In November 2017, I found a lump in my breast. I was pre-menstrual at the time so I decided to wait before making an appointment with my doctor.
Still, given that I am fairly body aware and had never felt anything than a little tender during that time, I was concerned enough.
My health hasn’t had the greatest track record but I’ve been generally well for a number of years and I found it a little ironic that I should be dealing with such a thing when I’d actually been taking better care of my body with regular exercise and acupuncture treatments. My 83 year old therapist had been adamant about to giving me extra help during the Autumn/Winter, and here I was feeling exhausted, with unexplainable prickling underneath my left ribs… and a breast lump.
My period ended but the lump remained, so off I went to the doctor. My family tried to reassure me that it was most like ‘nothing’ but agreed that there was no point taking chances.
My doctor didn’t think so either. I’ve never in my 37 years been told by the medical profession that my age was a ‘considerable factor’. I almost joked that I wasn’t 57! But it didn’t seem like the moment to joke and I knew what he meant. I also couldn’t help but think of pre-menopause. Seriously not. That didn’t seem like a fun option either.
Anyway, my age, my history and the lack of pain in that area meant that my doctor wrote a referral for a biopsy and mammogram within two weeks.
I left the doctors in shock. The look on my Mum’s face said it all. She’s been used to my body doing bizarre things all my life. But hearing the word ‘biopsy’ made it a bit too real for us both.
What about those prickly pains I’ve been getting in my rib cage? And my acupuncturist? Maybe his request to see me more regularly had been ‘hunches’ that something wasn’t quite right?
Those 12 days were the longest ever. I prayed. My Angels were working over time. Again. I told some friends, who each had their own reactions and in turn gave me great insight into the very fine line between being hopeful and encouraging and being slightly blasé about possibility of cancer. It’s one thing to say it’ll be fine but to be there, in the midst of the wait and uncertainty is another. I will never again tell someone ‘not to worry’ at such times. 90% of me already knew it would absolutely fine. 10% of me was terrified that I’d just manifested myself an exit-plan after an incredibly wobbly few weeks back in the Spring that had me wondering if my loved ones would be better off without me. No, no, no. Not like this.
I thought of my superhero friends and clients who were facing endless appointments and chemotherapy. How selfish it was of me to be so self-absorbed at at time when they were already suffering greatly. They would’ve given anything to have my ‘maybe’. They were also much braver than me. Or that’s how it felt, anyway.
I resolved to deal with whatever life brought me and arrived at the hospital strangely peaceful. My emotions were often like the ocean that way – stormy and intense and yet once felt, could calm just as quickly.
Still, I was ready for this wave to be over.
‘Oh yes!’ The sweet consultant replied as she examined me. ‘You do have a lump.’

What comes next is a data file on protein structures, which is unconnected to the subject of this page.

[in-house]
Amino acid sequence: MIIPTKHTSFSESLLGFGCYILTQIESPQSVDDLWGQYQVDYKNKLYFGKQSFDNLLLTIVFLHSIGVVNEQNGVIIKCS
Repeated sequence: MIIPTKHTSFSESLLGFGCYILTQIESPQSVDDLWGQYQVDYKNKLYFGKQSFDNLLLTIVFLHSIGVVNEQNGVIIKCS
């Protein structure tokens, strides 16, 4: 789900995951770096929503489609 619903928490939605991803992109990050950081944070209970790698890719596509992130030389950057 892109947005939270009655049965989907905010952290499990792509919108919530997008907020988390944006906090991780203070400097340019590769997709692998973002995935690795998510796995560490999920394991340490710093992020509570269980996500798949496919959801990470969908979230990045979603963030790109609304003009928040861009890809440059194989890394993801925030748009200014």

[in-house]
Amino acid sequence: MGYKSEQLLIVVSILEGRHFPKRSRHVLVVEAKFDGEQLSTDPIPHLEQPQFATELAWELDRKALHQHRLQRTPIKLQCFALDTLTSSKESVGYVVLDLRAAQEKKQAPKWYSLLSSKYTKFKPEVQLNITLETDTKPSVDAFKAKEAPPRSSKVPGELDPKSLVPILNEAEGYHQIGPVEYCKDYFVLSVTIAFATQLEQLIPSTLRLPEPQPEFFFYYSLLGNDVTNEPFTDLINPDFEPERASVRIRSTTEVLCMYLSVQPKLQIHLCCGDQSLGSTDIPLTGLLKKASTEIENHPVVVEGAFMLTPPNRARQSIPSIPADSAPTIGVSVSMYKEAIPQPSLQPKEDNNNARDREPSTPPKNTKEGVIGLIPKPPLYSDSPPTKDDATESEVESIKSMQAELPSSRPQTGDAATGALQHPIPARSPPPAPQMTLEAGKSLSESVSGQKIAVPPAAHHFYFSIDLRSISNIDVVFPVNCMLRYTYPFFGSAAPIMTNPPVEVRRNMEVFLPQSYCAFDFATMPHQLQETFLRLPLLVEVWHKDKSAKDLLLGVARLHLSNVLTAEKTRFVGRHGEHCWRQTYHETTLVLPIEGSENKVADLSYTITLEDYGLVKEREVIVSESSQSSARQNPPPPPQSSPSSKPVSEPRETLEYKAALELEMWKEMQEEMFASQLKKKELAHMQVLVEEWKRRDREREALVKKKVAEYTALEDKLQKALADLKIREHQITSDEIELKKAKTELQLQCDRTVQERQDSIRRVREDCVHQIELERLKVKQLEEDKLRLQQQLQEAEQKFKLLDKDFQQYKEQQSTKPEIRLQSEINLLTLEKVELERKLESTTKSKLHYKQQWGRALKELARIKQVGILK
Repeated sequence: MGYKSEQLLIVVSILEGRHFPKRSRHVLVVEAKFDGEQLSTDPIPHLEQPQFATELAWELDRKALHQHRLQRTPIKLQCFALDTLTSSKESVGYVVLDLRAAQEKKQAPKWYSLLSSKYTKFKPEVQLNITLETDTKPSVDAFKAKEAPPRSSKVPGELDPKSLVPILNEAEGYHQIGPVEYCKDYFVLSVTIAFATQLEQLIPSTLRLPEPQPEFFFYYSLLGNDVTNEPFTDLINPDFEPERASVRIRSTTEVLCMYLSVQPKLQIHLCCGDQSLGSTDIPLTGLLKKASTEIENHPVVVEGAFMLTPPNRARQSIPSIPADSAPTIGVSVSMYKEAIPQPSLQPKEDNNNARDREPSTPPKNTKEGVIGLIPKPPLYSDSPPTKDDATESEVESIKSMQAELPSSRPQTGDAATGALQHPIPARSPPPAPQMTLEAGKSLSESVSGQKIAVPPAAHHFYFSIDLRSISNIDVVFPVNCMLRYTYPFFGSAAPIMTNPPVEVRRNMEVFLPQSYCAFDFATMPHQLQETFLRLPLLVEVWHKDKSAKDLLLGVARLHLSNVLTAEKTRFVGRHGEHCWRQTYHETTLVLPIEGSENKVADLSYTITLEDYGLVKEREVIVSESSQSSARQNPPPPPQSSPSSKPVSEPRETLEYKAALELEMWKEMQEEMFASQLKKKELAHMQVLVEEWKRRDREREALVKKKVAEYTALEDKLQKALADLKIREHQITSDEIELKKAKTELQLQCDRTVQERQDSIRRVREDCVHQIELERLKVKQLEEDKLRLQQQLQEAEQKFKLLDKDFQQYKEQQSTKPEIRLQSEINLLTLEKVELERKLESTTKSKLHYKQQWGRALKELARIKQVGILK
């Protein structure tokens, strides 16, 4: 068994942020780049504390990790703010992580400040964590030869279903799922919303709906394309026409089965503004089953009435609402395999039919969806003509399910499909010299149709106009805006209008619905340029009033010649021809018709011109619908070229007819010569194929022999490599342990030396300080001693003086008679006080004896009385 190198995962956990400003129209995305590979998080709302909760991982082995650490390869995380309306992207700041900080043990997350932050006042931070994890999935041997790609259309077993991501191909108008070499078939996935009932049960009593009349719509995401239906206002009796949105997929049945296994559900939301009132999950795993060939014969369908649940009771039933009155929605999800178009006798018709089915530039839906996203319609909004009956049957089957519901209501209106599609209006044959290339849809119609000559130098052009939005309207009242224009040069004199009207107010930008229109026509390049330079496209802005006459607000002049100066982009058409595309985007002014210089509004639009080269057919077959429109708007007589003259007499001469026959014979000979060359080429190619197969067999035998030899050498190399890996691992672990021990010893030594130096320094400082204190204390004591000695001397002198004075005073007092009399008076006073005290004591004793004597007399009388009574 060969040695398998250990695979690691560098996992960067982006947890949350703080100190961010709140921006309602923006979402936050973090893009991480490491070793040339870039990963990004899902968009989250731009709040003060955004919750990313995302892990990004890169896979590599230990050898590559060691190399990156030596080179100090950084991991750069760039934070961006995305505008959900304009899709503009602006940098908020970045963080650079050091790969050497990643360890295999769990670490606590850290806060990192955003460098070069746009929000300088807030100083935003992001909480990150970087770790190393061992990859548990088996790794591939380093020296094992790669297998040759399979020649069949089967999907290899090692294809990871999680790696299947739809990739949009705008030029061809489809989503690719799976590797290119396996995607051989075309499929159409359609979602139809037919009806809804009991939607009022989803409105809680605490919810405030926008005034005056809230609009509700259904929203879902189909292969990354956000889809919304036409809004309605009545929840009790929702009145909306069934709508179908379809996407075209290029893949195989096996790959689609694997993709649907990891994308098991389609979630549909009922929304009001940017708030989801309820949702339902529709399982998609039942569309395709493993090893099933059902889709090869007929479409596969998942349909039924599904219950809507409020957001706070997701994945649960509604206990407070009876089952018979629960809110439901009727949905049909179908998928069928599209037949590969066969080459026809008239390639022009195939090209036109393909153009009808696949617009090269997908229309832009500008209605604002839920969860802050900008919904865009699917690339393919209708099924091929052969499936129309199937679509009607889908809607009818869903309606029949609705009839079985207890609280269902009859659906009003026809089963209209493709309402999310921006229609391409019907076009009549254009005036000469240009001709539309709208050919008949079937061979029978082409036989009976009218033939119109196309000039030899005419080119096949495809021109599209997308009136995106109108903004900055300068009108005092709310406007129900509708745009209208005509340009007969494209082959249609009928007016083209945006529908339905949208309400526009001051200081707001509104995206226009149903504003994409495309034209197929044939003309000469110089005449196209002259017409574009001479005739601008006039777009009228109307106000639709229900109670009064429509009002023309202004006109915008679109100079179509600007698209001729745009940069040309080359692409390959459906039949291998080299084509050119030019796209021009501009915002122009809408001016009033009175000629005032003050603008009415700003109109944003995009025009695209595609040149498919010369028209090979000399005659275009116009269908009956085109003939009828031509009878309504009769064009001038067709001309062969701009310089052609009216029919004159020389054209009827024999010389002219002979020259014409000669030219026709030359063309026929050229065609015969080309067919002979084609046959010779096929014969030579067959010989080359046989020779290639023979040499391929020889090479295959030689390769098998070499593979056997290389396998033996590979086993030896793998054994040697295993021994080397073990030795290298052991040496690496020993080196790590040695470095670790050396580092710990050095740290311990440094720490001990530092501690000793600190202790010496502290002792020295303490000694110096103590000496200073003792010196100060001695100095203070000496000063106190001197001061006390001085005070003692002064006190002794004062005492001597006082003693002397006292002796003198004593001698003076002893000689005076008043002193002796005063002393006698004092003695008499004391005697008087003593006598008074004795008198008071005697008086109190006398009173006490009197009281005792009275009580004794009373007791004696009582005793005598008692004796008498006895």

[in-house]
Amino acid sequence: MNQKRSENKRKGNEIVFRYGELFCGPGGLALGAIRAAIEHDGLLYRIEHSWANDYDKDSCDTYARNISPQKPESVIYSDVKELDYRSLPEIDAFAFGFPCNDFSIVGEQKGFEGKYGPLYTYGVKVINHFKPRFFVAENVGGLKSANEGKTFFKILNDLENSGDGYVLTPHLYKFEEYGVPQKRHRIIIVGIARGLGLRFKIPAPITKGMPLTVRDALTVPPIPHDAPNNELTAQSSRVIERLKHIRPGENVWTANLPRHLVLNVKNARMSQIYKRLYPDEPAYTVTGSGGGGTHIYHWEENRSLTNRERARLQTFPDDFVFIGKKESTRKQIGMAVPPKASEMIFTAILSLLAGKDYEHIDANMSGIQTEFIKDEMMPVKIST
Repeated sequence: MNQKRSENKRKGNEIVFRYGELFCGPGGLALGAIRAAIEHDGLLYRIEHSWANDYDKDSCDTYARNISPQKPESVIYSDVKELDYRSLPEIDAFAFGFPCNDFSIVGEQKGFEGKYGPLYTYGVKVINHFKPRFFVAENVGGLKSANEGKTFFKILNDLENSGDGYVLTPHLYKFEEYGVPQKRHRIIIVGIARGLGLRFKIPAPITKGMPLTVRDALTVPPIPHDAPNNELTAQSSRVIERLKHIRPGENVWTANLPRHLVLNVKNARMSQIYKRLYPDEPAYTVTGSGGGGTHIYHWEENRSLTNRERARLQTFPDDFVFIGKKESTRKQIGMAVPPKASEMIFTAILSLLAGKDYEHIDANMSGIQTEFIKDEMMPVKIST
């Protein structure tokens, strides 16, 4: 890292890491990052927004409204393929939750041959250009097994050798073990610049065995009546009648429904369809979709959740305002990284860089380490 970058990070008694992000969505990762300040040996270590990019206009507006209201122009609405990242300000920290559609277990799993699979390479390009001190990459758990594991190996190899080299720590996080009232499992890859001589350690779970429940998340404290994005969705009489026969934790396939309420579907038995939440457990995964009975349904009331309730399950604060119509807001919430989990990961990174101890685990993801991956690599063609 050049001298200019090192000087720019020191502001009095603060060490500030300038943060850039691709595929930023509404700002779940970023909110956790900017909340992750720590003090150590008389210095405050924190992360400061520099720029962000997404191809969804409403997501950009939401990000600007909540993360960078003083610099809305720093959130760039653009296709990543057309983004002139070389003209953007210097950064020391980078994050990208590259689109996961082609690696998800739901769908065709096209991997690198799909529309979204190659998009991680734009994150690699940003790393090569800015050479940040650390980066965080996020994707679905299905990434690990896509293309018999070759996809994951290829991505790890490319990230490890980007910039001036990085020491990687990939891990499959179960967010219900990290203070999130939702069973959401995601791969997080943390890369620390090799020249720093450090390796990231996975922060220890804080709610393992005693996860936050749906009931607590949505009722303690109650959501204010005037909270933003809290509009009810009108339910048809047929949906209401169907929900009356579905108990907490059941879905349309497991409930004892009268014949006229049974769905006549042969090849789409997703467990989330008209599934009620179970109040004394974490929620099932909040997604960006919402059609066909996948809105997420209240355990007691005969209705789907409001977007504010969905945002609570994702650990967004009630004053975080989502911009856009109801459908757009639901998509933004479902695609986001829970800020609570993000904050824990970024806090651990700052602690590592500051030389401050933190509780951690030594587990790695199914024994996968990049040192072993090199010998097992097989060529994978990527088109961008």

I didn’t know whether to laugh or cry. Yes, I do have a lump, I thought. That much is obvious.
‘But you actually have two and I’m sure they are cysts… but let’s see.’
I expected her to send me for a mammogram but instead she laid me down there and then and explained that there weren’t enough radiographers before Christmas so they’d try to drain fluid first to put my mind at rest as I’d have to wait for a scan. What?! More waiting?!
My heart was in my throat… but I was never so relieved to see fluid – a dark green liquid coming out of me. Ewww! It looked disgusting but meant good news. A benign cyst that had already disappeared within seconds. And the second one, too.
She told me never to dismiss such lumps, even if they re-occurred but that she hoped now I could go home and relax. I felt weirdly validated in that moment. After so many mysterious medical happenings in my life, the fact that she could treat, cure and explain my symptoms in the space of 15 minutes was comforting and humbling.
My body must’ve experienced delayed shock as I found myself shaking uncontrollably in bed that night and then sleeping for hours and hours. I was so deeply grateful and yet completed drained (no pun intended!) by the whole experience and everything going on around me felt like noise far too loud for my heart.
There’s nothing like the possibility of serious illness to put life into perspective and see what’s truly important. On reflection, I find it interesting, too, that I discovered my breast lump after seeing Amma, the Divine Mother, where I shared my desire to be a mother in this lifetime.
I was acutely aware of the lump during those few weeks, and the fear that rose up within me, but I also noticed a flow of energy that pulsed through my body so naturally – the deep, feminine desires that were often shoved away while busy being of service to others. (I’m sure I’m not the only one who needs reminding that sacrifice in the name of service is out-dated crap that is actually the opposite of love!) I could feel them loud and clear.
So I’m listening. I am contemplating. I am WTF exhausted. What a month. What a year. There’s no great conclusion because there never is, is there?
However, I am relieved to tell you that regardless of my age or circumstances, I will not wait to be a mother or a lover. Because I already am her right now. Every curve. Every line. Every lump. Every breath. Every moment. I AM Her. And so are you.
You are also my hero if you’ve managed to read this very long winded way of saying, all is well. Thank you
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